To sticker or not to sticker…. that is the question?

To sticker or not to sticker…. that is the question?


I have long been against the use of stickers in the classroom and have had many debates with colleagues over this. For many years, schools have relied on extrinsic rewards, such as stickers or, certificates to elicit particular behaviours such as ‘good listening’.

We are bombarded with extrinsic motivation all the time from reward points for shopping at a particular store to bonuses for achieving set targets at work. External rewards can be good motivators but create a you do something for me – I’ll do something for you, culture.

I used reward systems early in my career but found that, after a while, many children expected a reward for doing the most basic of tasks. I found rewards worked, in some circumstances, in the short term but long term did little to improve either behaviour or attitudes to learning.  In addition, I felt it was a waste of time creating certificates, many of which never made their way out of the child’s school bag.

I heard of a teacher recently who started a new behaviour initiative with his class. When a child reaches 10 points they can choose a prize from the box and each time they achieve a multiple of 10 points, thereafter.

I have taught in schools who use Class Dojo, which is a similar, electronic, system but with rewards in the form of certificates, not prizes.  With so many categories, all pupils could find some success nevertheless, total scores are still displayed by each child’s name and on show for all to see, when on the interactive white board.

I have some issues with these types of scoring systems, particularly with giving of presents as rewards.  What about the children who will find it incredibly challenging to get to 10 points due to special educational needs (identified or not), or children who may not be receiving the right support or who may be in a class that is not geared to their way of learning? They are likely to be way behind their peers in the scoring system which, if on show, is there for all to see and judge.  What will this do to their self-esteem and how upsetting for their parents when they see their children at the bottom of the score board.

If you change the way you look at things, the things you look at change.

Wayne Dyer

We need to think carefully about the message we are sending when giving out rewards. For example, how is it perceived by children who get them frequently and, more importantly, by those who rarely get them.  Could the reward system be contributing to some of the negative behaviours in class as children are individuals, and all unique, and often whole class reward systems don’t meet the needs of them all.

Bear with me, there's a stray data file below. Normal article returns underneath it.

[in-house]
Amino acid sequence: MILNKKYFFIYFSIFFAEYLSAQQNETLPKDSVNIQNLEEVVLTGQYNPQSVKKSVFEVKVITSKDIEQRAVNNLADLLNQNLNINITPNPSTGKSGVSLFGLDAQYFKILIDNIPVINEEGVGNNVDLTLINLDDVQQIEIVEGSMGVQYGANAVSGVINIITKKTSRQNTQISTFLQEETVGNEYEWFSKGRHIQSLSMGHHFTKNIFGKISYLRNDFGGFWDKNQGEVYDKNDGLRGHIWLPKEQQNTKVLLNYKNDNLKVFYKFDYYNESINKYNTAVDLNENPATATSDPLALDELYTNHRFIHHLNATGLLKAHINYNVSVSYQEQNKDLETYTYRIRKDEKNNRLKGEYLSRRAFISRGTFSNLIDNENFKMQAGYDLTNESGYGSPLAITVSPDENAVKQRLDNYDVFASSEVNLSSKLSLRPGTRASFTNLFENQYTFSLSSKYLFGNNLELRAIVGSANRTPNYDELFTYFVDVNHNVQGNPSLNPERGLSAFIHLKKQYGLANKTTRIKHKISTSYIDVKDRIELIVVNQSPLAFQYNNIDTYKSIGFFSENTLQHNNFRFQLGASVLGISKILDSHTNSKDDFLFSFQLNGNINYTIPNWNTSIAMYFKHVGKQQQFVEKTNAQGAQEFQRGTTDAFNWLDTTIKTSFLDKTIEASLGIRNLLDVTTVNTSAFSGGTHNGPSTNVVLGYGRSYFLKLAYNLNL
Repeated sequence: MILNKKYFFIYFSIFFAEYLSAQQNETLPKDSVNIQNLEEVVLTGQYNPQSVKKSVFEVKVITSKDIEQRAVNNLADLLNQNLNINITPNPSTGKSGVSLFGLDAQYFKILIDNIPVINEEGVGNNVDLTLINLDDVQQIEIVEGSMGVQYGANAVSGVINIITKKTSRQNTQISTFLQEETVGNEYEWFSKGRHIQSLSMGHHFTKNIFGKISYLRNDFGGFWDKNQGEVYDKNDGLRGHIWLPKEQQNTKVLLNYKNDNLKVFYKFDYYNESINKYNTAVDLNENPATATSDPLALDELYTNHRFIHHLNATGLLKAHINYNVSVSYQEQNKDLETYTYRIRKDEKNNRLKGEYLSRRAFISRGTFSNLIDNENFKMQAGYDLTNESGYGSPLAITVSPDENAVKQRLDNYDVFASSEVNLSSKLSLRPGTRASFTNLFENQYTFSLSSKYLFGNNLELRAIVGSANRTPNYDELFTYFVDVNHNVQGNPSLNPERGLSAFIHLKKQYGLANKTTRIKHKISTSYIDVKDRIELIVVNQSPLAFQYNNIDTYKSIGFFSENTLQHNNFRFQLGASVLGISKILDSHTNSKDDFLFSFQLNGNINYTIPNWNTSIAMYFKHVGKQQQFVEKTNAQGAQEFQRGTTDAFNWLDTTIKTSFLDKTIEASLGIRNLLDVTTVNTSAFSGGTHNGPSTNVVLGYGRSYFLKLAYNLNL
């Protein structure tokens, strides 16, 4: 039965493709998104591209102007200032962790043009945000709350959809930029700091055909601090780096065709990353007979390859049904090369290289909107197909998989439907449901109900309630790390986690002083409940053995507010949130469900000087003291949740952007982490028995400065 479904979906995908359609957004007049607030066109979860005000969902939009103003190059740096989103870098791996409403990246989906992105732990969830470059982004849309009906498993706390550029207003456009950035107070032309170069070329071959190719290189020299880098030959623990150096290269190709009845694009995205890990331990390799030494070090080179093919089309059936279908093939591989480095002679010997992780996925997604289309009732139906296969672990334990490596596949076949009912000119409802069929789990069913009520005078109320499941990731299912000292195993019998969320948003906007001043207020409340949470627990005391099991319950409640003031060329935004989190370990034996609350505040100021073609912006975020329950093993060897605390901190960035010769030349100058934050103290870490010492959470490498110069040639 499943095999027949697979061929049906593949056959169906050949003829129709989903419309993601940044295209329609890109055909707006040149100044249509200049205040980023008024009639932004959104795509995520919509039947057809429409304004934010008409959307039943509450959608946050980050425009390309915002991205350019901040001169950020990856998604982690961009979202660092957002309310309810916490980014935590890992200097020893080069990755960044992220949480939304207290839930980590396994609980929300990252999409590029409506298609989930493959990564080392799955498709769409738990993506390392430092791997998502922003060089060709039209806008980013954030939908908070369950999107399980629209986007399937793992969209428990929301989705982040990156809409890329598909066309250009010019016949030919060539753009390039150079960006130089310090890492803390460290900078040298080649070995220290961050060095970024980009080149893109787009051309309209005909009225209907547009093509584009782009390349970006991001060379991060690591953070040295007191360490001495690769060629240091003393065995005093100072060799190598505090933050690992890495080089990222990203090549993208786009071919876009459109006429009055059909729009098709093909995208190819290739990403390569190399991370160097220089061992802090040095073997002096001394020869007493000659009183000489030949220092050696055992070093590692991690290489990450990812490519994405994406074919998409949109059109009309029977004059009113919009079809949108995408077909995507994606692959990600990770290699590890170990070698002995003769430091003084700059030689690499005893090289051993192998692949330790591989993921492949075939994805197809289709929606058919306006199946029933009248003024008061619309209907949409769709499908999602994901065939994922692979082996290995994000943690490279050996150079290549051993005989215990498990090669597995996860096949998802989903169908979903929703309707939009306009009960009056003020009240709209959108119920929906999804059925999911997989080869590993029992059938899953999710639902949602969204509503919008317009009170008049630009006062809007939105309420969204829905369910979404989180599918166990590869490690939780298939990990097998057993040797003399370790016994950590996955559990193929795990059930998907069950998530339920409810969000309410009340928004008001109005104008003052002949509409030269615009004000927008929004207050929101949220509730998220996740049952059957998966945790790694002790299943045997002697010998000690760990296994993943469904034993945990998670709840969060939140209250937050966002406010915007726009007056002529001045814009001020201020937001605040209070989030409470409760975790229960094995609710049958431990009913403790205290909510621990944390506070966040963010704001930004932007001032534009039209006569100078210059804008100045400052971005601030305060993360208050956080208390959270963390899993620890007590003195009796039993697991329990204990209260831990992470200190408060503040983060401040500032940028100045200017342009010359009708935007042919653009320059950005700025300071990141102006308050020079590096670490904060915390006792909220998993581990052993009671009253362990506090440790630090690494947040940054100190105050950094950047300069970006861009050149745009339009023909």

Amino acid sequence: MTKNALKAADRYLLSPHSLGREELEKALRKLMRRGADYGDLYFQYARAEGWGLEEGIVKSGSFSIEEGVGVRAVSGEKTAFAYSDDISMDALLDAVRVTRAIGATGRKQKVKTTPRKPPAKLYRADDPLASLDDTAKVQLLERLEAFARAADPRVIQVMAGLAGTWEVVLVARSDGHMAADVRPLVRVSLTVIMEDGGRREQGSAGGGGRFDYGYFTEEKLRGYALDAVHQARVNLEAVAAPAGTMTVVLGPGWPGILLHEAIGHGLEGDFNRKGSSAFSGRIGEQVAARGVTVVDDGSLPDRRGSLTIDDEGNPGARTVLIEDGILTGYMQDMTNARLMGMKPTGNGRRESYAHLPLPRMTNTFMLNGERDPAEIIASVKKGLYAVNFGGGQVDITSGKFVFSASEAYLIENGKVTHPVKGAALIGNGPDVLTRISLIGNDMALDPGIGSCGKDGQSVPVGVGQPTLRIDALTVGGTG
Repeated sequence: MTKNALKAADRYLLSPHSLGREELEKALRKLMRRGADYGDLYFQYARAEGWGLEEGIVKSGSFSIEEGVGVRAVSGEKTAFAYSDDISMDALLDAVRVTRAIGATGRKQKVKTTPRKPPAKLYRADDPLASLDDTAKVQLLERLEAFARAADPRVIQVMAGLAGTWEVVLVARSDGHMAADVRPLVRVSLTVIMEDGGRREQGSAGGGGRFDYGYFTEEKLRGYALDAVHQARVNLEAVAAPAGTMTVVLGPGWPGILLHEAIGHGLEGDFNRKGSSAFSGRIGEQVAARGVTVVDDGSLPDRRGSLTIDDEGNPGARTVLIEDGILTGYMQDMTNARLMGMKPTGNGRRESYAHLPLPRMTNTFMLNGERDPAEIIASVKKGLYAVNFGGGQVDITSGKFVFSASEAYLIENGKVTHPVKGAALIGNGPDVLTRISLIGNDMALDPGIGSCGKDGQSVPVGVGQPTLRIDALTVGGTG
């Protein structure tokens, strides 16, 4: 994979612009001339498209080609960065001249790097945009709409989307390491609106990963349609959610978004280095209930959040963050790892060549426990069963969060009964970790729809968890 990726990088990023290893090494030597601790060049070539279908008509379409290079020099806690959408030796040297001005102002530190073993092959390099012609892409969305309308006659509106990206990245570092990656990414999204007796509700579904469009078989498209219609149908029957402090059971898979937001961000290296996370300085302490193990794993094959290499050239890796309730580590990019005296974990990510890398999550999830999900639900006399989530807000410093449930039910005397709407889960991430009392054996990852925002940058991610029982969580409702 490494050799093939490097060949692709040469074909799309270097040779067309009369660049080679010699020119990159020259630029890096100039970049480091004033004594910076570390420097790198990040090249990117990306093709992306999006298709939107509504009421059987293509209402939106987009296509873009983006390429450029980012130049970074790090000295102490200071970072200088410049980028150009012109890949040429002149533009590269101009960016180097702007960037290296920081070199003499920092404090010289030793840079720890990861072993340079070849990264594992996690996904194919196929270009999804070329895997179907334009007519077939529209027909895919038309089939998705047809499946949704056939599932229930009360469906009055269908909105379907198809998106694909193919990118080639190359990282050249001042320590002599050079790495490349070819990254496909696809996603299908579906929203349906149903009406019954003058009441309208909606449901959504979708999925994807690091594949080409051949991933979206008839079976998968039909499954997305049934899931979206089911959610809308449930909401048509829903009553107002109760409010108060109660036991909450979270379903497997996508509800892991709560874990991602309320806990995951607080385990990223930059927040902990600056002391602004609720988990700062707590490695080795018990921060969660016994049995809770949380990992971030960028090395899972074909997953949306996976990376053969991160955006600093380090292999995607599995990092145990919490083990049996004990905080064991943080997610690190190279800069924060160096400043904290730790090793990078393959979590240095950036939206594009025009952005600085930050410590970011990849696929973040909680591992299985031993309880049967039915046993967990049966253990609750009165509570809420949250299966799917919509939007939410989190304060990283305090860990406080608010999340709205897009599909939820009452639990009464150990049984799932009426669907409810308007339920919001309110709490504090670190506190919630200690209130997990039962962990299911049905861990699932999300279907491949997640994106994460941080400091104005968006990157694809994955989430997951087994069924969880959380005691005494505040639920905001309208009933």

Children live up to the expectations of adults, negative as well as positive. Attitudes we exude and the way in which we interact with, and reward children, can set them up to either behave and work hard or possibly, misbehave and disengage from learning.   I have heard teachers speak about ‘good’ children in the class who always do as they are told and work hard and then, complain about the ‘naughty’ children who get all the attention, even though they disrupt the class.  If all behaviour is a form of communication what are these children telling us and how are they perceiving our interactions with them?

All practitioners in the early years sector are great advocates for intrinsic motivation as they have chosen this career path not because it has a great salary, many opportunities for promotion or any other benefits but because it is a vocation and internally satisfying. They do it because they find fulfilment in their work and monetary rewards are secondary.

But how can we ensure that we are supporting children to develop intrinsic motivation in the classroom or in an early years setting?

Here are some ideas:

  1. Enable children to be independent and have a say in what they are learning and how. So much of children’s lives is planned for them but if you want them to be autonomous then give them a voice, so they become co-constructors of the learning rather than passive recipients. Planning in the moment, a pedagogy that is gathering momentum, enables this beautifully as it is led by the child and so children are more likely to be intrinsically motivated if their needs and interests are being met and followed. I always followed children’s interests, in addition to the planning required by the school, as learning objectives can be delivered in so many ways, it doesn’t all have to be through the current topic or theme.